Firefox 3.5 XHTML support stinks

Continuing my Firefox “quality” rants: I just found the willpower to completely redesign my AJAX framework, going from IFRAMEs to jQuery AJAX calls (replacing straightforward and quite elegant XSL transformations with pages of convoluted JavaScript code) to work around the bugs in FF3.0, only to find out that FF3.5 is even worse and introduced numerous additional “features”.

For example, FF3.5 requires an explicit </script> tag within an XHTML document with proper DOCTYPE. The following document was validated with W3C XHTML validator …

<!DOCTYPE html 
  PUBLIC "-//W3C//DTD XHTML 1.0 Transitional//EN" 
<html xmlns="">
  <meta http-equiv="Content-Type" content="text/html; charset=utf-8" />
  <script src="… source URL … " type="text/javascript" />
<body id="body">

… but it does not load the script in FF3.5.

Before anyone starts telling me that it’s not so hard to include the closing </script> tag in your source – try telling that to the database with native XML support where I’m storing snippets of the code. I had to convert the field from XML to TEXT (and lose all XML goodies I might eventually get) just to avoid the elimination of the explicit closing tag.

May I make a quick suggestion to the FF developers: maybe, just maybe, you might want to consider supporting existing web applications in parallel with adding new features that not too many people can use (because no other browser supports them yet).


Dean Thrasher said...

One trick I've used to get around self-closing tags is to put whitespace beetween the opening an closing tag. XML parsers treat whitespace as significant, but HTML browsers do not. This prevents your XML parser from automatically closing the tag for you, and makes browsers like Firefox happy.

Ivan Pepelnjak said...

Thanks for the workaround. I was thinking along the same lines (BTW, XML parsers might decide to drop the whitespace unless you use xml:space), but I hate to develop workaround for specific browsers, more so when the bugs are really stupidities ... not to mention that the developers of the particular browser we're discussing tout its standard compliance versus some other browsers.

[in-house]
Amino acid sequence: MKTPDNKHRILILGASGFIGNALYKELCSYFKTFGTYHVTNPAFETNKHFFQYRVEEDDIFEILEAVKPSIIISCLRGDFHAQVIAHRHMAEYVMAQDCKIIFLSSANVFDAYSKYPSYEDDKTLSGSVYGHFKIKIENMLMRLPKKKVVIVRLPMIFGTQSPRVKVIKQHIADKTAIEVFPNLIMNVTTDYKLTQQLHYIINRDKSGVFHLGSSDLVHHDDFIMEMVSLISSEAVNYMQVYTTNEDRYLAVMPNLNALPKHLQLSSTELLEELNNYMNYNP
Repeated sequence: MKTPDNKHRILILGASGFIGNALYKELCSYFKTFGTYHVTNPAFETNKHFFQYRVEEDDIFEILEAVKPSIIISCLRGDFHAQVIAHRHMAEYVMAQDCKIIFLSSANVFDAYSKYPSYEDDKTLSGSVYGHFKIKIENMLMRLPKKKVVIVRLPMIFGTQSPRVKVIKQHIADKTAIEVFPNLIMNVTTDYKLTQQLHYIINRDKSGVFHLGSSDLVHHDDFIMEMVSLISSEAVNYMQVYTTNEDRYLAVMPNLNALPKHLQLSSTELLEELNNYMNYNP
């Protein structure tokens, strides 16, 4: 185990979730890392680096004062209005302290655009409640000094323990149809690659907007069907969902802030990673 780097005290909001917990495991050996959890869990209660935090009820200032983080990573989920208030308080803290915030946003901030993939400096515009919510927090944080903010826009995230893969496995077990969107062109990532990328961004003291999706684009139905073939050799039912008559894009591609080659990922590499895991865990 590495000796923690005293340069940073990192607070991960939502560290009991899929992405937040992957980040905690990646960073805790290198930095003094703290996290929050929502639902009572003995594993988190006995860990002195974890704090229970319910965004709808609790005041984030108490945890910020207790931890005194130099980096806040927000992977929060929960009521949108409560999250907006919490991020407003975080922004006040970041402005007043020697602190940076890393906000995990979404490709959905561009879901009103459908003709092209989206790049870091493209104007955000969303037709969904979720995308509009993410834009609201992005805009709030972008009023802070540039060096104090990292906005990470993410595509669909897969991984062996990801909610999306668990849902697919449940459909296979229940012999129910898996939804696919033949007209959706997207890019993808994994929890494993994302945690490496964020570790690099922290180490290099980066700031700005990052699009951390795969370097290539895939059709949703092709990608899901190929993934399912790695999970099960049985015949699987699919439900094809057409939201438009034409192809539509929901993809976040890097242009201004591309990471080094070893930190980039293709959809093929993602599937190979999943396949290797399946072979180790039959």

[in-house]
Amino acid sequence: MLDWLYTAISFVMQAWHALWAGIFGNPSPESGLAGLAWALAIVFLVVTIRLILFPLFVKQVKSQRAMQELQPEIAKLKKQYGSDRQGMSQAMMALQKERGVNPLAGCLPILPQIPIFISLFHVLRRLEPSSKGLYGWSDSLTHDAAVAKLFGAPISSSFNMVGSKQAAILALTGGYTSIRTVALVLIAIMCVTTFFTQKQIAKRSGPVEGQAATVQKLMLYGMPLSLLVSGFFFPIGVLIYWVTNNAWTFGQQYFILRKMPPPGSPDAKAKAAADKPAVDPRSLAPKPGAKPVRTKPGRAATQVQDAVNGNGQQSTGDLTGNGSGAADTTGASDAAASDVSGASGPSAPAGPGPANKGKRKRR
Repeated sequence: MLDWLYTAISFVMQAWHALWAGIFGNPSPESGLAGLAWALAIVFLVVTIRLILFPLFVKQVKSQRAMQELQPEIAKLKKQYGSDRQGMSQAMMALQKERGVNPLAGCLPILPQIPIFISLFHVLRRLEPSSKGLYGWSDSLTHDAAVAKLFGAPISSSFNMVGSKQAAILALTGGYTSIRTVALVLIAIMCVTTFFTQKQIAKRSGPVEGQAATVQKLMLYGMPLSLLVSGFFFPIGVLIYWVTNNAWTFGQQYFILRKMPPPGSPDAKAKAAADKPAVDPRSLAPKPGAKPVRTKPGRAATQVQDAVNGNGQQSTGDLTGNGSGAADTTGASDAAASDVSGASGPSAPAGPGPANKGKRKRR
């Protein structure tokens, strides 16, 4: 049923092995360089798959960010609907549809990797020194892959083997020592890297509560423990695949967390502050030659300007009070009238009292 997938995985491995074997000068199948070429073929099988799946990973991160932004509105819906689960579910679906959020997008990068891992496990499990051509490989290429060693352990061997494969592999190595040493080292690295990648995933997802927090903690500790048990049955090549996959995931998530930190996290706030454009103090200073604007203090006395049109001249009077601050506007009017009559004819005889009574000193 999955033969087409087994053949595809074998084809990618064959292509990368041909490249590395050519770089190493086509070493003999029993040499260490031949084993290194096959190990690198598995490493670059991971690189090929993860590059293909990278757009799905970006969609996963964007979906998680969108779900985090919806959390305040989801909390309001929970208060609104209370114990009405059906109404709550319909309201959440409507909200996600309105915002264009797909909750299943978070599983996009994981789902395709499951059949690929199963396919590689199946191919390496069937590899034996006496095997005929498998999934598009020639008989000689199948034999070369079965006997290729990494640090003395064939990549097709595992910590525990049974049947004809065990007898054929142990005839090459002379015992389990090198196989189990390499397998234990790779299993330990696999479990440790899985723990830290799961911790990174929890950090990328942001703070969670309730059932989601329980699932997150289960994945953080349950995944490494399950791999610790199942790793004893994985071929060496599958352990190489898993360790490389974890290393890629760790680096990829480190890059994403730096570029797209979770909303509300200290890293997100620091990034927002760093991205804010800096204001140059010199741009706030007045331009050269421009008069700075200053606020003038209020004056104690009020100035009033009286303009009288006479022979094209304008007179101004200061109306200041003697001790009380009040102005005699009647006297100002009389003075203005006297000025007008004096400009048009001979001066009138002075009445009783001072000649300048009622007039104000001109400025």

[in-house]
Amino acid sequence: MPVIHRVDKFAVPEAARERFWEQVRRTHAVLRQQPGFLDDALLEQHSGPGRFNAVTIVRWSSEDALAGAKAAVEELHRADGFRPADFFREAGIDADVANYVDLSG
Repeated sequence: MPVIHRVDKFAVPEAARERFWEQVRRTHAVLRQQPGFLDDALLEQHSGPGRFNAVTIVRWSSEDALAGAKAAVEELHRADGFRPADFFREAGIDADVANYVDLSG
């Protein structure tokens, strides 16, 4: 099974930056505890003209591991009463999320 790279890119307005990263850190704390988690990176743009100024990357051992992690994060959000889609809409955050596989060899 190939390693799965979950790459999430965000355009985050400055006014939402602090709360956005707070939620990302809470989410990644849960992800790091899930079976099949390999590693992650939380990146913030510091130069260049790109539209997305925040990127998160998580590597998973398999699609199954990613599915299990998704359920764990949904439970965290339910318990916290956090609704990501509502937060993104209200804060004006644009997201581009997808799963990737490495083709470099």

Anonymous said...

FF 3.5 is only following the recommendation in the XML specification that only elements declared EMPTY should use the empty element tag (see section 3.1).

Rob said...

I have to say that looking through all your comments about Firefox's XSL/XML support is counter to anything I've run into so far as I am in the process of doing something similar to you, client side XSLT. Where you've complained things don't work, I find it only works in FF.

So I'm wondering if somehow your using asp stuff is causing you problems because I have, as yet, to have any issues with FF, Opera or Chrome for a relatively large e-commerce site I'm building.

Ivan Pepelnjak said...

Hi Rob!

I'm able to reproduce every error I've encountered with plain XML/XSLT text files, so the problems are definitely not back-end related.

It's true, though, that I'm always trying to squeeze the most out of the platforms/technologies I'm using, sometimes in quite unexpected ways. The script tag problem described above is a typical one: not many people would consider caching pre-generated XHTML document in an XML field in a relational database.

Ivan Pepelnjak said...

@Anonymous: thanks for the pointer to XML specs. However, you should read it carefully; it says:

"Empty-element tags may be used for any element which has no content, whether or not it is declared using the keyword EMPTY."

... which makes empty SCRIPT tag perfectly valid.

Hand said...

Have you filed a Bugzilla entry for this?

Ivan Pepelnjak said...

@Hand: No. Guilty as charged.

Seeing how the XSLT bugs are stuck in limbo for years, I am not sure that would be the best use of my time.

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